Justine is an editor and script supervisor based in Chicago and her reel boasts of various indie films, documentaries and music videos. We worked together on various films some of which you can see at the end of this post. In this blog post she tells us about the important, complex job of a script supervisor. A crew member most of us forget about. Read, learn and share your thoughts!
|Justine on the sets of “Medows of Heaven and Hell” (2010)|
Imagine what a set would be like if there was no Script Supervisor. I think it would be more chaos than it already is. The Script Supervisor can answer the questions: What take is this? Which hand was the coffee cup in? Will this cut together? Line?!
|Example of a Lined Script.|
At the end of every shooting day, a Script Supervisor compiles a report to give to the 1st or 2nd AD to say what was shot that day and what still needs to be done. Copies of these reports, lined scripts, and facing pages along with camera and sound reports get shipped with the footage to the editor. The Editor who is hardly ever on set uses the Script Supervisor’s notes to figure out what everything is and what the director likes so they can start assembling the film.
|The Script Sync feature on AVID|
I come from an editorial background so getting into Script Supervising was easy for me. I already knew what I liked as an editor and what general shots can cover a scene. Script Supervising is very demanding but a great way to work with and meet a lot of talented people. Many people have told me that they couldn’t do the job, that they don’t have the patience or attention span for it. Script Supervisors are always in demand because every shoot needs one. Although Script Supervisors don’t get awards and not many people know they exist, they are extremely essential to making sure a film goes smoothly from pre- to post-production.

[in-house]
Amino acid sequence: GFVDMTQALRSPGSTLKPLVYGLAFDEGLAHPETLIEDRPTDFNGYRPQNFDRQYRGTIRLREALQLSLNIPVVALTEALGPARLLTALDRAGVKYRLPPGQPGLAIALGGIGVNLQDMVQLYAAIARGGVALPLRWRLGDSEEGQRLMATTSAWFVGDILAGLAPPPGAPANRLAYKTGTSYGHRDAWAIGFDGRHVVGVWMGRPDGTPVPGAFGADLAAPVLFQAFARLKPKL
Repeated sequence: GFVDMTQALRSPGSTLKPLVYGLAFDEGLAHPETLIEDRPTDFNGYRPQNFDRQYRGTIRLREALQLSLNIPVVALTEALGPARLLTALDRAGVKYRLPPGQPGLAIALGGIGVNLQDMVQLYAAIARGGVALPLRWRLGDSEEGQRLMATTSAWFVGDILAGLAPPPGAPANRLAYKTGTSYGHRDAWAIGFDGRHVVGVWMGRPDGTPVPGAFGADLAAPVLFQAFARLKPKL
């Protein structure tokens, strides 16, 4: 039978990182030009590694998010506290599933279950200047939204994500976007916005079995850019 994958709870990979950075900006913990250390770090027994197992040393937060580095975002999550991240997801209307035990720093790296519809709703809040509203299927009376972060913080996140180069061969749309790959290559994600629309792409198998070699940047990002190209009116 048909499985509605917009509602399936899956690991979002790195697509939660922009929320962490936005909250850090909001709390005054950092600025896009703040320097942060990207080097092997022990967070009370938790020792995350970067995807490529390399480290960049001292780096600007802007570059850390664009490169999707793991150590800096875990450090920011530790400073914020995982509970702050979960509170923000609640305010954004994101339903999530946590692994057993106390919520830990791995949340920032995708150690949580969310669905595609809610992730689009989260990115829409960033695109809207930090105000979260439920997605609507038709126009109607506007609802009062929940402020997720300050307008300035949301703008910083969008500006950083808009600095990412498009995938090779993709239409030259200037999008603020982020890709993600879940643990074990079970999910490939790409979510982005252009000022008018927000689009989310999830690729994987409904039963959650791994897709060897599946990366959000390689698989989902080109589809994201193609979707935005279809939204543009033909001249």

Hope this was informative enough for beginiers who’ve always wondered what a script supervisor really does. It’s a complex but very, very important job. Below is a music video I directed that Justine was script supervisor on. This video is a script supe’s delight, it requires a lot of attention from a person other than the director because of the complex shot list and repetitions in narratives. One last thing, a scripty’s job is more than just looking at the continuity, so let’s not limit them to being just continuity ADs!
Check out Justine’s website and follow her on Twitter!
Share your thoughts!
Junkyard Groove – “Let You Go” Music Video from Mihir Desai on Vimeo.